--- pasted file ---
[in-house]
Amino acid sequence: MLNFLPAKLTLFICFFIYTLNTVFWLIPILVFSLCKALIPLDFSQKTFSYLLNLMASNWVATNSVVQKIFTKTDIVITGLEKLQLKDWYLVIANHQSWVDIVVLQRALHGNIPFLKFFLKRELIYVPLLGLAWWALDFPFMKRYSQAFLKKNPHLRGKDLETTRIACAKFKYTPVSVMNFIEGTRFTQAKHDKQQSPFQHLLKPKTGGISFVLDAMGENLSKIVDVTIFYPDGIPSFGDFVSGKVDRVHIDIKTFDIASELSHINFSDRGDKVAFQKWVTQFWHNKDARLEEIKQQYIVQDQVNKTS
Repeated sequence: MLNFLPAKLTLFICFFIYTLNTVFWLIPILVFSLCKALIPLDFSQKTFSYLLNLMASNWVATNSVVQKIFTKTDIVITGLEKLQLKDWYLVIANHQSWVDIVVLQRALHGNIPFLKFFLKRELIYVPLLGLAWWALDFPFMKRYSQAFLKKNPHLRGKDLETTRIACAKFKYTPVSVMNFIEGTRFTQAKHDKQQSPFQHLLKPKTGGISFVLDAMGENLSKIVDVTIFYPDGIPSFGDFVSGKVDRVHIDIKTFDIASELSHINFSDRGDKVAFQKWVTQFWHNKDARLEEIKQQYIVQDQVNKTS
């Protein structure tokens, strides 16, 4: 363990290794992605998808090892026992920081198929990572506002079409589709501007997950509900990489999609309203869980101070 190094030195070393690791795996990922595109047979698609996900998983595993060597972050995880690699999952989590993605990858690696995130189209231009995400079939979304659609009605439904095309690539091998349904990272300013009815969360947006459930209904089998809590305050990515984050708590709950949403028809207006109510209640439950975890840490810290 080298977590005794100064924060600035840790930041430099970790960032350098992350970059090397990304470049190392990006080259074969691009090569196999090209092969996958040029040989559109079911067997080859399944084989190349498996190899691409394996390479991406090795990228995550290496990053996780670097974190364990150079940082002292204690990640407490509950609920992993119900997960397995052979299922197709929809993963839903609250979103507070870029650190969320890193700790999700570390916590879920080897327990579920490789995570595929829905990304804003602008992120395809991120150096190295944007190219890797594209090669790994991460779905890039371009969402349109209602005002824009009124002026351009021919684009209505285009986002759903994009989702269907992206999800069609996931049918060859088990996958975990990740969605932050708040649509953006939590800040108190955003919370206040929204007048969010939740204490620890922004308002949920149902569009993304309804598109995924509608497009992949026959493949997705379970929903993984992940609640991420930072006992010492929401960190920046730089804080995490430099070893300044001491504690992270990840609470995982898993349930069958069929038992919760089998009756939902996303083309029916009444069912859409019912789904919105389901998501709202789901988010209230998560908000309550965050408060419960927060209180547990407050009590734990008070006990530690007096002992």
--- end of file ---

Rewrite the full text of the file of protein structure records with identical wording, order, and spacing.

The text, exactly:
[in-house]
Amino acid sequence: MLNFLPAKLTLFICFFIYTLNTVFWLIPILVFSLCKALIPLDFSQKTFSYLLNLMASNWVATNSVVQKIFTKTDIVITGLEKLQLKDWYLVIANHQSWVDIVVLQRALHGNIPFLKFFLKRELIYVPLLGLAWWALDFPFMKRYSQAFLKKNPHLRGKDLETTRIACAKFKYTPVSVMNFIEGTRFTQAKHDKQQSPFQHLLKPKTGGISFVLDAMGENLSKIVDVTIFYPDGIPSFGDFVSGKVDRVHIDIKTFDIASELSHINFSDRGDKVAFQKWVTQFWHNKDARLEEIKQQYIVQDQVNKTS
Repeated sequence: MLNFLPAKLTLFICFFIYTLNTVFWLIPILVFSLCKALIPLDFSQKTFSYLLNLMASNWVATNSVVQKIFTKTDIVITGLEKLQLKDWYLVIANHQSWVDIVVLQRALHGNIPFLKFFLKRELIYVPLLGLAWWALDFPFMKRYSQAFLKKNPHLRGKDLETTRIACAKFKYTPVSVMNFIEGTRFTQAKHDKQQSPFQHLLKPKTGGISFVLDAMGENLSKIVDVTIFYPDGIPSFGDFVSGKVDRVHIDIKTFDIASELSHINFSDRGDKVAFQKWVTQFWHNKDARLEEIKQQYIVQDQVNKTS
């Protein structure tokens, strides 16, 4: 363990290794992605998808090892026992920081198929990572506002079409589709501007997950509900990489999609309203869980101070 190094030195070393690791795996990922595109047979698609996900998983595993060597972050995880690699999952989590993605990858690696995130189209231009995400079939979304659609009605439904095309690539091998349904990272300013009815969360947006459930209904089998809590305050990515984050708590709950949403028809207006109510209640439950975890840490810290 080298977590005794100064924060600035840790930041430099970790960032350098992350970059090397990304470049190392990006080259074969691009090569196999090209092969996958040029040989559109079911067997080859399944084989190349498996190899691409394996390479991406090795990228995550290496990053996780670097974190364990150079940082002292204690990640407490509950609920992993119900997960397995052979299922197709929809993963839903609250979103507070870029650190969320890193700790999700570390916590879920080897327990579920490789995570595929829905990304804003602008992120395809991120150096190295944007190219890797594209090669790994991460779905890039371009969402349109209602005002824009009124002026351009021919684009209505285009986002759903994009989702269907992206999800069609996931049918060859088990996958975990990740969605932050708040649509953006939590800040108190955003919370206040929204007048969010939740204490620890922004308002949920149902569009993304309804598109995924509608497009992949026959493949997705379970929903993984992940609640991420930072006992010492929401960190920046730089804080995490430099070893300044001491504690992270990840609470995982898993349930069958069929038992919760089998009756939902996303083309029916009444069912859409019912789904919105389901998501709202789901988010209230998560908000309550965050408060419960927060209180547990407050009590734990008070006990530690007096002992």